Attend the Mayor Steve Adler's annual State of the City address with a group of 20- and 30-somethings and you’re likely to catch at least one reference to NBC’s comedy “Parks and Recreation.” In the show, comedian Amy Poehler plays the excitable head of a small city’s parks and recreation department. As Amy Stansbury, 26, knows, the image the show paints of local government is less than flattering.
“I love when they have those parts where people are talking at City Council meetings and they’re like, ‘You put a sign out that said don’t drink the water and I drank the water and then I got sick!’” said Stansbury.
Stansbury is a member of the Austin Young Chamber of Commerce. She and other members gathered at the Ginger Man on 4th Street an hour before the Adler was scheduled to begin his speech. Their immediate plan was to enjoy a beer (or two) before walking the two blocks to City Hall for the mayor’s annual speech. Their longterm plan? Encourage a younger generation to engage with City Hall.
“There are a lot of younger people here and I don’t feel like we participate in a big way at City Hall or with City Council,” said Stansbury.
And while sighting a young person at a city committee meeting might be uncommon, their concerns for Austin's future are not.
“I hope he addresses affordability,” said Kyle Kerrigan, 29, when asked what he hoped Mayor Adler would focus on in his speech. “I hope he addresses CodeNEXT. And I think at this time we also have to focus on jobs.”
Adler delivered on these topics. On the topic of housing, he prescribed building 135,000 new housing units over the next decade in order to stabilize housing prices.
For Stansbury, that sounded great. Currently, the median home price in Travis County hovers around $335,000.
“Maybe you want to buy a house some day and then you start to look around at where you may be able to buy that house and you’re like, ‘Oh, I can’t. Awesome,’” she said.
On the city’s rewrite of its land development code, or CodeNEXT, the mayor stressed finding a balance between neighborhood preservation and increased housing stock. Despite the fact that the former tends to block the latter, Adler urged a compromise.
“I would propose that we agree not to force density in the middle of neighborhoods,” said Adler. “And in exchange, as part of this bargain, let’s also agree that we will adopt a code rewrite that will give us the housing supply we need.”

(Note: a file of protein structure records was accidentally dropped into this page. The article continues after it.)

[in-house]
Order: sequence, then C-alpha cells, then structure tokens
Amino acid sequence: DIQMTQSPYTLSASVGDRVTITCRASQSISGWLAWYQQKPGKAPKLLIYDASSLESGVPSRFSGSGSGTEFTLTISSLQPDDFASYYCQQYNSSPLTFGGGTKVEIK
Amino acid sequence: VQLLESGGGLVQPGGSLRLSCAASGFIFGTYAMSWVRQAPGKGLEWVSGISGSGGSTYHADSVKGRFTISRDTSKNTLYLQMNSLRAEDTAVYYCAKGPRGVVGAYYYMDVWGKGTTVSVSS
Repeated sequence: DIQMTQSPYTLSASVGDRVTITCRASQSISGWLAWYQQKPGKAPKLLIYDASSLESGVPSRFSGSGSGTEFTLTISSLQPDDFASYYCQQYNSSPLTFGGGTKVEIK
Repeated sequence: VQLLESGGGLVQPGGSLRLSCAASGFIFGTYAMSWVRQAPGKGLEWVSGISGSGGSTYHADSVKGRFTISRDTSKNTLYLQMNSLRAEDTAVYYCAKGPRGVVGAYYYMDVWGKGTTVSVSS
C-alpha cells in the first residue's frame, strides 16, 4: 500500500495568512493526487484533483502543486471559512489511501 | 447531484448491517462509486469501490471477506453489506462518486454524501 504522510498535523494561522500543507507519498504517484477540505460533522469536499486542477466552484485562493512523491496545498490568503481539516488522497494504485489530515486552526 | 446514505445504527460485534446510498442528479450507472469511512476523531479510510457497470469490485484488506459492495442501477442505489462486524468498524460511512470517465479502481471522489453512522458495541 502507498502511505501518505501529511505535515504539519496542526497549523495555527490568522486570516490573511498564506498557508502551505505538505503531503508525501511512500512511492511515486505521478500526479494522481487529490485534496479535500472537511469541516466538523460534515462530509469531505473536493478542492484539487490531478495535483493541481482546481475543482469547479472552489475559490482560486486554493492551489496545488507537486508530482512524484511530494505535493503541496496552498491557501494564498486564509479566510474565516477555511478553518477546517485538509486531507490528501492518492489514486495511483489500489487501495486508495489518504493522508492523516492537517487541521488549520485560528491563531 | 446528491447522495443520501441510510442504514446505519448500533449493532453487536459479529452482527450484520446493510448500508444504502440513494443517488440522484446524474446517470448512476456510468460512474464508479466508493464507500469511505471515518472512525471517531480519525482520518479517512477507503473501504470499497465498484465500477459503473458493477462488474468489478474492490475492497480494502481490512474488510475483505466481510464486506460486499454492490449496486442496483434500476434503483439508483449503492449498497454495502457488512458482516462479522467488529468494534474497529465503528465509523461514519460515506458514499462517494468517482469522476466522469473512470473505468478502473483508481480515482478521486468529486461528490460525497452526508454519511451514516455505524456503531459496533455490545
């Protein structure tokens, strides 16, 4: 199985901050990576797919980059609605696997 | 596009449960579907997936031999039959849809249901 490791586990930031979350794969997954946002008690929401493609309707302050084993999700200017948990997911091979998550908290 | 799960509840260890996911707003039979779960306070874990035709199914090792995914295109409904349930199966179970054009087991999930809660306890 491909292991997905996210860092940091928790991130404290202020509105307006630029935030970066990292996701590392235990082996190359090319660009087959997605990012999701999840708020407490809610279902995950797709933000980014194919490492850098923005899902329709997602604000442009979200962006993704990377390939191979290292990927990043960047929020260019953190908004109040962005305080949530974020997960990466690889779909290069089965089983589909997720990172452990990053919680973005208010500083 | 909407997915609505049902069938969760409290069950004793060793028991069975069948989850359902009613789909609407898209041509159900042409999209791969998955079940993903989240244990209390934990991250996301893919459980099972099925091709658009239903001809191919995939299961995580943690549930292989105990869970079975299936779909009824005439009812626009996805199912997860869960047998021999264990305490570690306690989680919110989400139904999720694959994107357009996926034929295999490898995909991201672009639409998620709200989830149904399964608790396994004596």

It was a theme echoed throughout Adler’s speech: Austin needs to grow, but in a way that preserves its musicians and low-income residents.
“The spirit and soul of Austin endures not in spite of all the changes we see but as an integral part,” said Adler. “Austin is uncommonly good at changing in a way that renews our unique character.”
All of this rang true for Kendal Asuncion, 30.
“That’s the inherent issue with cities…that they’re by nature changing,” she said. “And you can capture it but you can’t hold on forever.”
"He talked a lot about our capacity for change, and that was just interesting to me," said Melanie Martin, 26. "We're standing in the way of that change when we should be embracing it and figuring out how to solve the problems that come along with that change."
These were all notes we expected him to hit. But then there was the moment when the Mayor went, as he said, off-script. He turned to the news of the day: President Donald Trump’s executive order banning refugees immigrants from seven Muslim-majority nations.
“I just want the immigrant and refugee community in this city to know that we are a welcoming and supportive community and that they are an important part of our community and in this community they should feel welcome and safe,” Adler said.
“Rousing” is not an adjective often applied to the Mayor's speeches. But with those lines he appeared to stir audience members of all ages.